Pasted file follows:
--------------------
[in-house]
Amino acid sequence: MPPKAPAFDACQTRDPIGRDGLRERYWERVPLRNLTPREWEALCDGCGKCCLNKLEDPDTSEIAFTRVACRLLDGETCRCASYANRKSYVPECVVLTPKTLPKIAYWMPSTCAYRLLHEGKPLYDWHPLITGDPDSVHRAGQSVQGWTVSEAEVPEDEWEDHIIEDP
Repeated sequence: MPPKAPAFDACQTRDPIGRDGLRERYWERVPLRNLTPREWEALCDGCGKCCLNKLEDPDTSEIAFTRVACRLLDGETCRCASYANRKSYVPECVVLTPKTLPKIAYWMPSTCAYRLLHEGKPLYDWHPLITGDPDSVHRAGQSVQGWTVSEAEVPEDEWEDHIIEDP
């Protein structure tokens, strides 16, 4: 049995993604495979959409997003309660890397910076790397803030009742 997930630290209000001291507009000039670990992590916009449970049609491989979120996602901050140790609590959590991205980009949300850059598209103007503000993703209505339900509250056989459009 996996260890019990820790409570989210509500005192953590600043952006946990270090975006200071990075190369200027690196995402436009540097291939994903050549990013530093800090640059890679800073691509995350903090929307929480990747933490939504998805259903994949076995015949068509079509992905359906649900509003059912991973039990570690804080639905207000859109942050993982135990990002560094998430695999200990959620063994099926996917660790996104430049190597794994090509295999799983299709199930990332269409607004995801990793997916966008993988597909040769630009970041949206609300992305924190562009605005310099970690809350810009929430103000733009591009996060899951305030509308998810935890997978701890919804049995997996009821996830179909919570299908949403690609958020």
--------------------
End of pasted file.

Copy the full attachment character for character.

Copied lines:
[in-house]
Amino acid sequence: MPPKAPAFDACQTRDPIGRDGLRERYWERVPLRNLTPREWEALCDGCGKCCLNKLEDPDTSEIAFTRVACRLLDGETCRCASYANRKSYVPECVVLTPKTLPKIAYWMPSTCAYRLLHEGKPLYDWHPLITGDPDSVHRAGQSVQGWTVSEAEVPEDEWEDHIIEDP
Repeated sequence: MPPKAPAFDACQTRDPIGRDGLRERYWERVPLRNLTPREWEALCDGCGKCCLNKLEDPDTSEIAFTRVACRLLDGETCRCASYANRKSYVPECVVLTPKTLPKIAYWMPSTCAYRLLHEGKPLYDWHPLITGDPDSVHRAGQSVQGWTVSEAEVPEDEWEDHIIEDP
């Protein structure tokens, strides 16, 4: 049995993604495979959409997003309660890397910076790397803030009742 997930630290209000001291507009000039670990992590916009449970049609491989979120996602901050140790609590959590991205980009949300850059598209103007503000993703209505339900509250056989459009 996996260890019990820790409570989210509500005192953590600043952006946990270090975006200071990075190369200027690196995402436009540097291939994903050549990013530093800090640059890679800073691509995350903090929307929480990747933490939504998805259903994949076995015949068509079509992905359906649900509003059912991973039990570690804080639905207000859109942050993982135990990002560094998430695999200990959620063994099926996917660790996104430049190597794994090509295999799983299709199930990332269409607004995801990793997916966008993988597909040769630009970041949206609300992305924190562009605005310099970690809350810009929430103000733009591009996060899951305030509308998810935890997978701890919804049995997996009821996830179909919570299908949403690609958020």